FAQ

Menopause

What exercise is good for the more mature woman?

ALL exercise is good for the mature woman! There is a need for cardiovascular work, strength training, stretching and balance work.

I am gaining weight, what can I do?

When all is said and done- eating less and exercising more is STILL the best formula for ;losing weight. Looking at WHAT you are eating also counts. For the more mature woman, eating less wheat seems to have a good effect on weight.

I feel like I am losing muscle, what should I do?

Strength training during the later years of our lives is important to keep muscle mass and also increase or prevent further bone loss.

Can I exercise if I have osteoporosis?

Yes, and it is preferable if you do. However, there are certain guidelines to follow so make sure you have a trainer who is educated in osteoporosis.

Pregnancy

Is it safe to exercise during pregnancy?

Yes, it is both safe AND beneficial to exercise during your pregnancy. What type of exercise you do is dependent on what type of birth you are choosing to have. If you just want to remain fit and strong during your pregnancy and don’t have a birth plan as such, any moderate exercise like swimming, walking, your regular gym class and light weight lifting will be just fine.

If, however, you have decided to have a natural birth (one with the least amount of interference) whether at home of in the hospital, there are certain exercises that will prepare your body for the birth. Our program The Gentle Birth Workout is specifically designed to target areas in the growing pregnant body to keep it supple and relaxed in preparation for the birth.

So, no exercise is wrong as such. It just depends on what you want. And most importantly, you have to feel comfortable doing it. Listen your body and stop if you feel unsure of the exercise or even the person giving it to you.

When is it safe to exercise after the birth?

It depends on how you define “exercise”. If you run or spin, or regularly work out with weights, then your best bet is to wait at least 6 weeks before you begin. But if your definition of exercise is actually movement- then you may begin within hours of your birth with simple movements that include breathing and gentle reactivation of the abdominals and pelvic floor. These postnatal movement programs are included in our Gentle Birth Workout series.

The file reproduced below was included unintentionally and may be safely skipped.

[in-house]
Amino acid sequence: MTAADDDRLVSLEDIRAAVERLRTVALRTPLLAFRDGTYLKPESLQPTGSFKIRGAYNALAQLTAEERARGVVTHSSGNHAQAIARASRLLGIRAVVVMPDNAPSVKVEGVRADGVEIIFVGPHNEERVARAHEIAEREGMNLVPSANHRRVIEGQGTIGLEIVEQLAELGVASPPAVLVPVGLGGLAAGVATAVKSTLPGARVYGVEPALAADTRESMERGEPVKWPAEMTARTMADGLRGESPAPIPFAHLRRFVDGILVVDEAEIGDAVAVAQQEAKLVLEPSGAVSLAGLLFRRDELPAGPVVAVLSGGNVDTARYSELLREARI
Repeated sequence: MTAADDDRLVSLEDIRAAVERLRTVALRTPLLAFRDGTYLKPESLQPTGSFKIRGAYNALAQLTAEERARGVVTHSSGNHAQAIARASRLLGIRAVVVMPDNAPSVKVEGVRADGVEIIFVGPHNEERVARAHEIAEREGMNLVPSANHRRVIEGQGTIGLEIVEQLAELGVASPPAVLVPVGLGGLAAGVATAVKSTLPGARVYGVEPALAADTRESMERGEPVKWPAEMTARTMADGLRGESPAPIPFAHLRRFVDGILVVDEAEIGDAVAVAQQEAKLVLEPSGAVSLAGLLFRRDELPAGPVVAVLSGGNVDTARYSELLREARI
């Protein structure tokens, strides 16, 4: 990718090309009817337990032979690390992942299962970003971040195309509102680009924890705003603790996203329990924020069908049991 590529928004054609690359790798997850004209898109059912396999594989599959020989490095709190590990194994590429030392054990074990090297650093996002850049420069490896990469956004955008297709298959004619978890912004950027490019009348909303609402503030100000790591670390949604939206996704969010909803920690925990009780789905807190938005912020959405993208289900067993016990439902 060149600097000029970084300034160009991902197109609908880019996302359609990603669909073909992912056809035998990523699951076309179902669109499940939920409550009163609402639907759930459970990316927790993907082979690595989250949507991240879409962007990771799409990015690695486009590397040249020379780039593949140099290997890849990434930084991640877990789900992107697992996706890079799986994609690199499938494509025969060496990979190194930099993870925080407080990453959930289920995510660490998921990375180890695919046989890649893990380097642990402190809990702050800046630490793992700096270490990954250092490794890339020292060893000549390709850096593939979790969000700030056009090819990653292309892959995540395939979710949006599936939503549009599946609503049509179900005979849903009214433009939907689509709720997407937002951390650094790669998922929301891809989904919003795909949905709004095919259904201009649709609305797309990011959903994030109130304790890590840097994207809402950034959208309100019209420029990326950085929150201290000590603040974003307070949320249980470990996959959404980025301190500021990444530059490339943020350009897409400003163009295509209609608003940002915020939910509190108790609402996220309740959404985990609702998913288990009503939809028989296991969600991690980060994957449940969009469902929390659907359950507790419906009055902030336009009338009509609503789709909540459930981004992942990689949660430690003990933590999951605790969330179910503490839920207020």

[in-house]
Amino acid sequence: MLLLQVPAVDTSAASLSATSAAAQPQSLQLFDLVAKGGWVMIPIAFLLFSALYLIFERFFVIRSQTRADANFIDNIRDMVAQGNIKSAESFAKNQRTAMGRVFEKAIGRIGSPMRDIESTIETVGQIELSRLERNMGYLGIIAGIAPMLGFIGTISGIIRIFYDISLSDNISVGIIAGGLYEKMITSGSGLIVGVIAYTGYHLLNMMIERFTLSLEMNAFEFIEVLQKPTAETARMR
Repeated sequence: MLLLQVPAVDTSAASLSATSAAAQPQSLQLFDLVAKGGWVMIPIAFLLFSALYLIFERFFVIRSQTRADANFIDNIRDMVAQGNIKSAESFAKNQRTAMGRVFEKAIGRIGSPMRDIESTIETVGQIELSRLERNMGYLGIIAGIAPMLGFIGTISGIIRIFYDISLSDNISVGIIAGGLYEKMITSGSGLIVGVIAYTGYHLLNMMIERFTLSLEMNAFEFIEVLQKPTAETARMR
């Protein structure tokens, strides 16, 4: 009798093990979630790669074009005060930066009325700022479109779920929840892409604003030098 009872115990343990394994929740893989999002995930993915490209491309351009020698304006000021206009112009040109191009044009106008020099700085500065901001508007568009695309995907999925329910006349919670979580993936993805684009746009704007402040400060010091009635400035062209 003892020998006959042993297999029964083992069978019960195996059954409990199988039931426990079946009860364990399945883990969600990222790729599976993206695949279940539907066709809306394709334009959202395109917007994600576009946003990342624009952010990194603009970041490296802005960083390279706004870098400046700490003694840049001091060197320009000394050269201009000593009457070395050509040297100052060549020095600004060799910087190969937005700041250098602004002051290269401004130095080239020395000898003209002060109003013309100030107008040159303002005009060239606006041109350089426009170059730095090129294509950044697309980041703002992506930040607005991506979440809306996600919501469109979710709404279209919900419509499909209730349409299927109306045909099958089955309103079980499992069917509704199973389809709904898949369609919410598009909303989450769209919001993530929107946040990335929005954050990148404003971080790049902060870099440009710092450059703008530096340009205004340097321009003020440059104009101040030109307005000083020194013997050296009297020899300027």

What are some essential exercises for birth preparation?

These would include the strengthening and stretching of the pelvic floor and creating supple muscle strength in the muscle groups surrounding the pelvis. This includes the Gluts, Abdominals, Hip ab/adductors and Back Extensors.

How to spot diastasis recti

While you are pregnant, it is easy to see if you have suffered from a split in your midline (rectus abdominus). There will be a defined bulge protruding causing your rounded pregnant belly to look more “coned” shape. – See more at: http://thecenterforwomensfitness.com/faq-2/#sthash.HWPqwYQj.dpuf

How do I prevent diastasis recti during pregnancy?

There are some guidelines to performing abdominal exercise during pregnancy, one of which is to refrain from doing any kind of “sit up” after the first trimester. Excessive strengthening of the abdominals even through exercise like spinning or other intense programs are also not recommended.

How do I check for diastasis recti?

To check for a diastasis in the postpartum client

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Lie supine with the feet on the floor and the knees bent. Arms are by the sides.
Place your two fingers horizontally into the stomach just below the navel.
Inhale. Exhale and have the client raise her head just off the floor.

  • If there is a gap the fingers will sink into the abdominal cavity, indicating the laxity in the underlying fascial sheath. If the fascia is healthy, the fingers would spring back.
  • 1-2 fingers’ width soon after the birth is normal and will tighten over time with some modifications to exercise.
  • 3 or more fingers’ width means steps must be taken to close the gap.

Pubic bone separation (pubis symphasis derangement)

Pubic bone separation may occur during pregnancy when there is trauma to the pelvis, such as a sudden fall, a quick movement of the leg away from the body or a gradual stretching of the ligament surrounding the bone. Trauma during the birth itself may cause this condition. Care should be taken while exercising and stretching. Most hip and leg work where one or both legs are extended sideways may be contraindicated. These types of exercises that are performed with resistance are not recommended. Stretching that requires both legs to be apart are also not recommended.